The market's having a fiesta with Chuy's Holdings (Nasdaq: CHUY ) .
Shares of the fast-growing chain of Tex-Mex casual-dining restaurants popped 15% higher last week after it posted better-than-expected quarterly results -- sending Chuy's to fresh highs.
Restaurant stocks have been surprisingly popular IPOs this summer, but they haven't necessarily been barn burners. Bloomin' Brands (Nasdaq: BLMN ) -- the company behind the Outback Steakhouse and Carrabba's Italian Grill chains -- is trading 18% above last month's IPO at $11, but the company originally wanted to go public between $13 and $15 . High-end chophouse operator Del Frisco's (Nasdaq: DFRG ) is trading 14% higher, but it's the same deal. It had to lower the number of shares and the price of those shares before completing its IPO.
Chuy's is the rock star, for now. The stock has soared 58% since selling 6.7 million shares at $13 in late July.
Last week's second-quarter report was solid. Revenue soared 32% to $43.5 million, fueled primarily by the 37-unit chain's brisk expansion. Pro forma net income rose 40% to $0.17 a share. Analysts were only expecting a profit of $0.16 a share on $43.1 million.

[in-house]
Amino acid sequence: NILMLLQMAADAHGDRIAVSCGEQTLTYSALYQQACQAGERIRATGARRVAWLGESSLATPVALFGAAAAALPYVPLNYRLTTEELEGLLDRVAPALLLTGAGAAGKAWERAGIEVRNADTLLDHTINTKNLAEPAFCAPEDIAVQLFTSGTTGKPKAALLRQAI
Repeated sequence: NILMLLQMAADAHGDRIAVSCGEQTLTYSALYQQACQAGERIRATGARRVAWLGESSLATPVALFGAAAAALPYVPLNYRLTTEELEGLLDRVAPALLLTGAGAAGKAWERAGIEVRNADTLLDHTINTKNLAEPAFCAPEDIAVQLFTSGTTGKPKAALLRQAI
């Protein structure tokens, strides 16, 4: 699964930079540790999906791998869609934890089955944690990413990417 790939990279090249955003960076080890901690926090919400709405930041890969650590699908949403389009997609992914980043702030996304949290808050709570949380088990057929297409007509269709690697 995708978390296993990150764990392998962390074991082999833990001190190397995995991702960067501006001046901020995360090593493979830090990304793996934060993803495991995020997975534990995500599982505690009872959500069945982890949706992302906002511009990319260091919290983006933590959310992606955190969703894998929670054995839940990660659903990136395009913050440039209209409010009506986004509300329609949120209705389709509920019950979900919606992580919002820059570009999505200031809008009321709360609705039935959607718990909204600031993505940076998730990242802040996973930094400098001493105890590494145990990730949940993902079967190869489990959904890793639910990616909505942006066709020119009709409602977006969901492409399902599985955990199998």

There isn't exactly a consensus of opinion around Fooldom when it comes to Chuy's. I was excited about its prospects after visiting its first Florida location last month, learning the things that set it apart from the countless other Tex-Mex and Mexican chains out there. Fellow Fool John Maxfield wasn't impressed at all. He worries about the moat, debt, and brief corporate history.
The one thing that we can probably agree on is that Chuy's isn't exactly cheap. The 58% pop leaves us with a company valued at 37 to 38 times its projected profitability for this year. Even KeyBanc -- one of the underwriters that took Chuy's public this summer -- initiated coverage two weeks ago with a neutral "hold" rating.
Chuy's is no Chipotle Mexican Grill (NYSE: CMG ) . The chain's top-line growth is almost entirely the handiwork of opening up new eateries. Comps only increased at a 1.9% clip during the quarter. Chipotle's revenue may have grown by just 21% during the same period, but that was powered by an 8% surge in same-unit sales growth.
However, there's also a big difference between the 1,316 Chipotle locations and the mere 37 Chuy's restaurants. Chuy's is considerably earlier in its life cycle, though obviously it has a long way to go to show that it has the kind of legs and cult status that Chipotle has achieved with its burrito-rolling prowess.
I'm still going to keep an eye on Chuy's. I would love to see the valuation become more attractive, but it's hard to bet against a company that delivers strong quarterly results in its first outing as a public company.
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